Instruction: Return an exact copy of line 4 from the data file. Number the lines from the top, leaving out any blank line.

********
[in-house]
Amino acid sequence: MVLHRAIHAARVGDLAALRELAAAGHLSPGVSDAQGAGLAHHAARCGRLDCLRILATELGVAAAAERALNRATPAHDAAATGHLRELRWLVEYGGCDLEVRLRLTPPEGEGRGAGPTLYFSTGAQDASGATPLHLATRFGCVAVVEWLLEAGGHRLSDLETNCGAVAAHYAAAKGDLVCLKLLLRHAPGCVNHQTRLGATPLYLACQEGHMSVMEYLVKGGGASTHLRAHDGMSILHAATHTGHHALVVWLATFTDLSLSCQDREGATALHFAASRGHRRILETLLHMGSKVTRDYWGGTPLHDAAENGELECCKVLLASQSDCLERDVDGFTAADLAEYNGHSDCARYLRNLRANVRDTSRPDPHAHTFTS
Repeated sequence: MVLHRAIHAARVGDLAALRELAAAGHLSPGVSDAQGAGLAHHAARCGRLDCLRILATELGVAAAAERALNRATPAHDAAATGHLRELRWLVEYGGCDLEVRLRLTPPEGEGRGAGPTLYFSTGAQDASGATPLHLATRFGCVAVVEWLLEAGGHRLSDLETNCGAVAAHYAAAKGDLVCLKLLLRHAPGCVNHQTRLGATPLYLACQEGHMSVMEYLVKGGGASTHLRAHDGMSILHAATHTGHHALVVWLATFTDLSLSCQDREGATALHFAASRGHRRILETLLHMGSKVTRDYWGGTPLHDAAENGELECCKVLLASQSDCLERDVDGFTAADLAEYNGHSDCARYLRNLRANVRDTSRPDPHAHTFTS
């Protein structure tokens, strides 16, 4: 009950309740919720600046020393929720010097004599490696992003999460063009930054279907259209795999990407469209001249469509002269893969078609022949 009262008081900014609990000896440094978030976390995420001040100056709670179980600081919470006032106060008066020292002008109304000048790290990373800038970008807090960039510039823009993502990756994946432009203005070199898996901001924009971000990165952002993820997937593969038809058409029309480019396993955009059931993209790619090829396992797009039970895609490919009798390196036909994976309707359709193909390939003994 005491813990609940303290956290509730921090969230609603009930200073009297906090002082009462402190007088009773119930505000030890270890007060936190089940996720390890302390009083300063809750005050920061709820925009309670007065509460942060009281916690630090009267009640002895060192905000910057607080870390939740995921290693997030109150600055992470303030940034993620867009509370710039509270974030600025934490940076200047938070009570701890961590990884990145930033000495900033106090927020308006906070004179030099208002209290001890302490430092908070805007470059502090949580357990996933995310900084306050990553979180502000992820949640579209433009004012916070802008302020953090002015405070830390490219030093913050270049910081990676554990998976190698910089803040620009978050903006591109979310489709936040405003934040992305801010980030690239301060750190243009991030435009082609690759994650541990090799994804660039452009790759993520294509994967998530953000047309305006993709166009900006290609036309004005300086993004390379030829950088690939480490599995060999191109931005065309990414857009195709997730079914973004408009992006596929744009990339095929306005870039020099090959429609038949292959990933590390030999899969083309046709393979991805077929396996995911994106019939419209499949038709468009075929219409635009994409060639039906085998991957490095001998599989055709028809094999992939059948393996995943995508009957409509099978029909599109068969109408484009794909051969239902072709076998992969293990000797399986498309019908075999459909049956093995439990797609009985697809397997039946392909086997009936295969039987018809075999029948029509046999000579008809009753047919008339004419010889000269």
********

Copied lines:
């Protein structure tokens, strides 16, 4: 009950309740919720600046020393929720010097004599490696992003999460063009930054279907259209795999990407469209001249469509002269893969078609022949 009262008081900014609990000896440094978030976390995420001040100056709670179980600081919470006032106060008066020292002008109304000048790290990373800038970008807090960039510039823009993502990756994946432009203005070199898996901001924009971000990165952002993820997937593969038809058409029309480019396993955009059931993209790619090829396992797009039970895609490919009798390196036909994976309707359709193909390939003994 005491813990609940303290956290509730921090969230609603009930200073009297906090002082009462402190007088009773119930505000030890270890007060936190089940996720390890302390009083300063809750005050920061709820925009309670007065509460942060009281916690630090009267009640002895060192905000910057607080870390939740995921290693997030109150600055992470303030940034993620867009509370710039509270974030600025934490940076200047938070009570701890961590990884990145930033000495900033106090927020308006906070004179030099208002209290001890302490430092908070805007470059502090949580357990996933995310900084306050990553979180502000992820949640579209433009004012916070802008302020953090002015405070830390490219030093913050270049910081990676554990998976190698910089803040620009978050903006591109979310489709936040405003934040992305801010980030690239301060750190243009991030435009082609690759994650541990090799994804660039452009790759993520294509994967998530953000047309305006993709166009900006290609036309004005300086993004390379030829950088690939480490599995060999191109931005065309990414857009195709997730079914973004408009992006596929744009990339095929306005870039020099090959429609038949292959990933590390030999899969083309046709393979991805077929396996995911994106019939419209499949038709468009075929219409635009994409060639039906085998991957490095001998599989055709028809094999992939059948393996995943995508009957409509099978029909599109068969109408484009794909051969239902072709076998992969293990000797399986498309019908075999459909049956093995439990797609009985697809397997039946392909086997009936295969039987018809075999029948029509046999000579008809009753047919008339004419010889000269």